Magazine article Art Monthly

15th Biennale of Sydney: Zones of Contact

Magazine article Art Monthly

15th Biennale of Sydney: Zones of Contact

Article excerpt

15th Biennale of Sydney: Zones of Contact

Various venues June 8 to August 27

'So, we live off transit passenger meals. The planes are always late, the chicken is always cold, and there are people willing to share.' (Raqs Media Collective, New Delhi, India.)

The 15th Biennale of Sydney takes us on a transitory journey through exile and migratory experiences. A geopolitical backdrop of civil and ethnic war looms with dislocation and displacement enunciated across an array of media. Ai Weiwei's imaginary World Map, 2006, comprises infinite layers of stacked cotton fabric depicting fictionalised borders, countries and jagged frontiers. Unlike traditional maps with their colour-coded topography, this giant soft sculpture is uniformly white, conjoining place and region in contoured relief. World Map is emblematic of the conceptual framework underpinning the 2006 Biennale of Sydney, as curator Charles Merewether, writes in the catalogue: 'In proposing "Zones of Contact" ... there is much to be spoken about in terms of mapping, of place and locality, of surveying and surveillance but, equally, of the architectural and forms of occupancy and segregation.'

Minimal yet compelling, Ai Weiwei's work alludes to the consumption and production of clothing in China. Embroidery, stitching and fabric are the substance of adjacent works at the Art Gallery of New South Wales. Ghada Amer's canvases of scarlet petals are entangled with silhouettes and dangling twine. Nearby, Kei Takemura's gossamer panels are finely embroidered with domestic objects. Her broken vessels sit mute in vitrines, stitched in shrouds of sheer fabric. A fragile poeticism and mood of longing permeates this biennale--less overtly dazzling, more diminutive in detail but spatially alluring. Fortunately, the Art Gallery of New South Wales has dismantled part of its permanent collection to locate the exhibition in a more prominent space thereby activating stronger links to works in the foyer (Rafael Lozano-Hemmer, John Reynolds) and vestibule (Rose Nolan).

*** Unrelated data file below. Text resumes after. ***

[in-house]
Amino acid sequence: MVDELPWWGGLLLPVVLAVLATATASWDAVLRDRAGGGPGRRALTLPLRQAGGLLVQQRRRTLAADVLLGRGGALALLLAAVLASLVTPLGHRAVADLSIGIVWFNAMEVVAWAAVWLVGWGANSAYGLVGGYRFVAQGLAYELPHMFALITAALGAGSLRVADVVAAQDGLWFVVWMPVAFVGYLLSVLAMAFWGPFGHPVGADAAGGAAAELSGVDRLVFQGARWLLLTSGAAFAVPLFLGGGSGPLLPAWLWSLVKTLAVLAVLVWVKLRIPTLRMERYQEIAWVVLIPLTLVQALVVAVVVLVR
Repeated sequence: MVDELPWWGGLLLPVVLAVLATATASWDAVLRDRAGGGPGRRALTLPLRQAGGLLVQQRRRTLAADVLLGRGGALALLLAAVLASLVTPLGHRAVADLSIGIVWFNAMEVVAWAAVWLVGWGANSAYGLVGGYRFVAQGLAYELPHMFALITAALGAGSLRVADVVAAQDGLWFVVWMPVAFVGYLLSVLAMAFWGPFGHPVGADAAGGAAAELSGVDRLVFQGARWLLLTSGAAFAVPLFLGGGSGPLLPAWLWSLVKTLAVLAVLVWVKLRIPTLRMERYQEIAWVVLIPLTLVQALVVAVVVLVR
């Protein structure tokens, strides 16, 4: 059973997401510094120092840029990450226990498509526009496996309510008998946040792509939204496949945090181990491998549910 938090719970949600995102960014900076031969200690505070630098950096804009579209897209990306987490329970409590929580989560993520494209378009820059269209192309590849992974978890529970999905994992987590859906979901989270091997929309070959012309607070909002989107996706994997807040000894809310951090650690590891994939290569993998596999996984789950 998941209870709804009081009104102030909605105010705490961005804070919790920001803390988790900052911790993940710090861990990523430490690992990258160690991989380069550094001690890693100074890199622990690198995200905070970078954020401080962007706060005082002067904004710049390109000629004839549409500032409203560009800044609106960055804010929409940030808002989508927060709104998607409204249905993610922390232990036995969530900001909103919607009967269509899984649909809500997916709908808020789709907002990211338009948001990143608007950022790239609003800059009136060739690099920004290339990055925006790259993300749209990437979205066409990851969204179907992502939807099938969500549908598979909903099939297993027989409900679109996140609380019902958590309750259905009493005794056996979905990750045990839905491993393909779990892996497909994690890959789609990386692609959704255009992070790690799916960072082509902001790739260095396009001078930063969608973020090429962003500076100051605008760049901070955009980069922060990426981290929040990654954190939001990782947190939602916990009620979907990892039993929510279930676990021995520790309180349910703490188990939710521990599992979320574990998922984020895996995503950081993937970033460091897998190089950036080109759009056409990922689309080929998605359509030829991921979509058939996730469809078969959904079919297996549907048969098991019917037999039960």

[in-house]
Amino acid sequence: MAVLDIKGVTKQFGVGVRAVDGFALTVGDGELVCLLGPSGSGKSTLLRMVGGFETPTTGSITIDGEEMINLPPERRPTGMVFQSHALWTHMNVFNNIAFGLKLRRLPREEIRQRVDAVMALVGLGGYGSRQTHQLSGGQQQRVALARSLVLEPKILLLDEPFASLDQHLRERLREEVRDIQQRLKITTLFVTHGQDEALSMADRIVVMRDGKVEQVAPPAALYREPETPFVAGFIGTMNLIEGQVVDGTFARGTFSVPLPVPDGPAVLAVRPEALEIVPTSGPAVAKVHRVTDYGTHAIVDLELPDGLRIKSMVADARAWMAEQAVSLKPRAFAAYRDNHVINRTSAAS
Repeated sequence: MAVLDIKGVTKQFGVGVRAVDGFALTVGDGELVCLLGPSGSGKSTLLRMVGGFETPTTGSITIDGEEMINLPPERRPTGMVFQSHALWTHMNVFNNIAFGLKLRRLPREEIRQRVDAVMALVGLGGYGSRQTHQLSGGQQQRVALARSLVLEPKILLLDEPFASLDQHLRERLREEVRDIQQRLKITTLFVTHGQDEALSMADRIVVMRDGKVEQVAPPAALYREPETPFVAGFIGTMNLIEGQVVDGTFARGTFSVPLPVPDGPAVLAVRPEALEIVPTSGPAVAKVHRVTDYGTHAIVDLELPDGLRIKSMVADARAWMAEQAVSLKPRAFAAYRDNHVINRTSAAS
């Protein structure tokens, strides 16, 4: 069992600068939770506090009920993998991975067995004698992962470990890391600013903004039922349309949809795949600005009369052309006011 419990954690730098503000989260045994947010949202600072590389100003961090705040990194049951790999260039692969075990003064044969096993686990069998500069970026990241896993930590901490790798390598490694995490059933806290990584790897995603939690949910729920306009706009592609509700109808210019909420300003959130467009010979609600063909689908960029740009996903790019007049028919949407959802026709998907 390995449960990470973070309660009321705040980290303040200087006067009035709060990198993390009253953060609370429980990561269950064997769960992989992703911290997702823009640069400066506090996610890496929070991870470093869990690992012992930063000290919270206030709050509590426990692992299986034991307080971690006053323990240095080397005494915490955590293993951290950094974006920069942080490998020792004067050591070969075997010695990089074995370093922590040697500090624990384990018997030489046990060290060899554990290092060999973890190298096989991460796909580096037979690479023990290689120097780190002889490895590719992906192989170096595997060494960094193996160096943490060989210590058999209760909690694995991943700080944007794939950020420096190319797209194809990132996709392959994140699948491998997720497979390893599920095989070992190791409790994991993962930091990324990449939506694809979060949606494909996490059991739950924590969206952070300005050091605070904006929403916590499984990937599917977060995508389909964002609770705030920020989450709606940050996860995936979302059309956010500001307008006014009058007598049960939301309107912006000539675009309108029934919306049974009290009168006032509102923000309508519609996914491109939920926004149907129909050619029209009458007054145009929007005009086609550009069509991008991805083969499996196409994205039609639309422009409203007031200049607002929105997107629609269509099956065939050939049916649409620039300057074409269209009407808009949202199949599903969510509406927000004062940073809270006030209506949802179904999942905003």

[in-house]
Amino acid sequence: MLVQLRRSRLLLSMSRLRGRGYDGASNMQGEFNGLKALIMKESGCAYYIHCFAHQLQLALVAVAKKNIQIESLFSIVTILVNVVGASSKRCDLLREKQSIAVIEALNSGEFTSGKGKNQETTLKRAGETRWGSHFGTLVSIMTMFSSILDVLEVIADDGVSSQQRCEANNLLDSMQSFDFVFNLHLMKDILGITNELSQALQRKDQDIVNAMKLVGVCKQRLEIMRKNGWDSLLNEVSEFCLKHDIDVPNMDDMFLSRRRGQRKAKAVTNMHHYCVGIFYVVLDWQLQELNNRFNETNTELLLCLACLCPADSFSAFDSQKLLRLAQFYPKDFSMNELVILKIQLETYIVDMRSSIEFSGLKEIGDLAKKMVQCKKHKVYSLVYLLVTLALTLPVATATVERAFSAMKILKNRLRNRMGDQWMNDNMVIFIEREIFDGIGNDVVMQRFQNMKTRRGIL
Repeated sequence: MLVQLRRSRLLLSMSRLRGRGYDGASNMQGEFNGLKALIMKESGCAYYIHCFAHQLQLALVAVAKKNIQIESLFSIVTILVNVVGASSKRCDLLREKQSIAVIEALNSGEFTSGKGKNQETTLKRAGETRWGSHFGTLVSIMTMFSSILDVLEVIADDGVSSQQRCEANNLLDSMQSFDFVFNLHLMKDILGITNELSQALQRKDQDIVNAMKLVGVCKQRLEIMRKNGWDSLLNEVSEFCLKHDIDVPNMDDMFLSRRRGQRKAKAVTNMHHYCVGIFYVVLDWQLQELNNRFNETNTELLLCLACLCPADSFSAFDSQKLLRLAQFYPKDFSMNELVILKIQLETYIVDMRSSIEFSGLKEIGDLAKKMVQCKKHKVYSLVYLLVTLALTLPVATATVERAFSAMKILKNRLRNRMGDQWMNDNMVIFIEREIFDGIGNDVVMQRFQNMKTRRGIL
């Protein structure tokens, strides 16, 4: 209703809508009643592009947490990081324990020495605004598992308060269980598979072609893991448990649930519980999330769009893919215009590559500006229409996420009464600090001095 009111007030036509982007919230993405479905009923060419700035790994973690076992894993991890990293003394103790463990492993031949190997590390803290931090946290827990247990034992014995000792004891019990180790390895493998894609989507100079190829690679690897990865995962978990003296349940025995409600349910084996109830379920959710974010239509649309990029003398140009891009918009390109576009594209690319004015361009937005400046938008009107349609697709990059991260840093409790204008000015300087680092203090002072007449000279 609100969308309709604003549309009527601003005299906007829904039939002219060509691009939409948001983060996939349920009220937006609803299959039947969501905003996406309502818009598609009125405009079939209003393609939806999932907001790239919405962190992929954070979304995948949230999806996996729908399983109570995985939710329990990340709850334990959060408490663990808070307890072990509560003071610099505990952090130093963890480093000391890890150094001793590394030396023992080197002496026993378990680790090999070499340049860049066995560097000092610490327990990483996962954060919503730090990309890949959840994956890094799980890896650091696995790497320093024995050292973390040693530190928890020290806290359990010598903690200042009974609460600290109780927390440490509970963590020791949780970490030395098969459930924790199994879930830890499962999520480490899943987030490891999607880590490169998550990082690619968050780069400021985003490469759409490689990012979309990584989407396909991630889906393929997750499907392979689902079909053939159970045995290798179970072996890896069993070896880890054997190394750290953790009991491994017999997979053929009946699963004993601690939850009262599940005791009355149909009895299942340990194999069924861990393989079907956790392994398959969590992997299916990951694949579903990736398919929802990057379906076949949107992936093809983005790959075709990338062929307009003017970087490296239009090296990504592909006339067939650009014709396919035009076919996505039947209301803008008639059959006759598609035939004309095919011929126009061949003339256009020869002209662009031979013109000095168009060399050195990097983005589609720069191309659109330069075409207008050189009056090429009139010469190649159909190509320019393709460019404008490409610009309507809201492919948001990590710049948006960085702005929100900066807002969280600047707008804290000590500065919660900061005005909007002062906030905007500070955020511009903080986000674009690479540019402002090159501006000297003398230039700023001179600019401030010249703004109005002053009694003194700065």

'Zones of Contact' is a delicately nuanced, thoroughly researched and scholarly endeavour accompanied by three symposia--not surprising given Merewether's academic pedigree as collections curator at the Getty Center in Los Angeles and senior research fellow at the Australian National University in Canberra. Merewether travelled across the globe to select 85 artists and collaborations from 44 countries across 16 venues. The result is a carefully choreographed and sprawling juggernaut including venues in outer Sydney suburbs--Blacktown Arts Centre and Campbelltown Arts Centre.

Since its inception in 1973, the Biennale of Sydney is one of Australia's key international events alongside its regional counterpart, the Asia-Pacific Triennial. Approximately half the artists made new work for the 15th Biennale of Sydney. Under-represented regions, especially the Middle East, Japan, China, India and the Balkans, signal a refreshing geographical breadth. An impressive Japanese line-up includes veteran Daido Moriyama's suite of salacious black and white photographs and Tabaimo's delightful animation of an ornately tattooed male whose bodily inscriptions gently fall to the ground in origami patterns. 'Zones of Contact' is earnestly inclusive in representing countries with limited arts support and infrastructure such as Uganda, Bosnia and Kazakhstan (in addition, the catalogue includes eight essays from predominantly non-Western writers: Chaitanya Sambrani, Natasa Petresin, Hou Hanru and Rasha Salti among others. …

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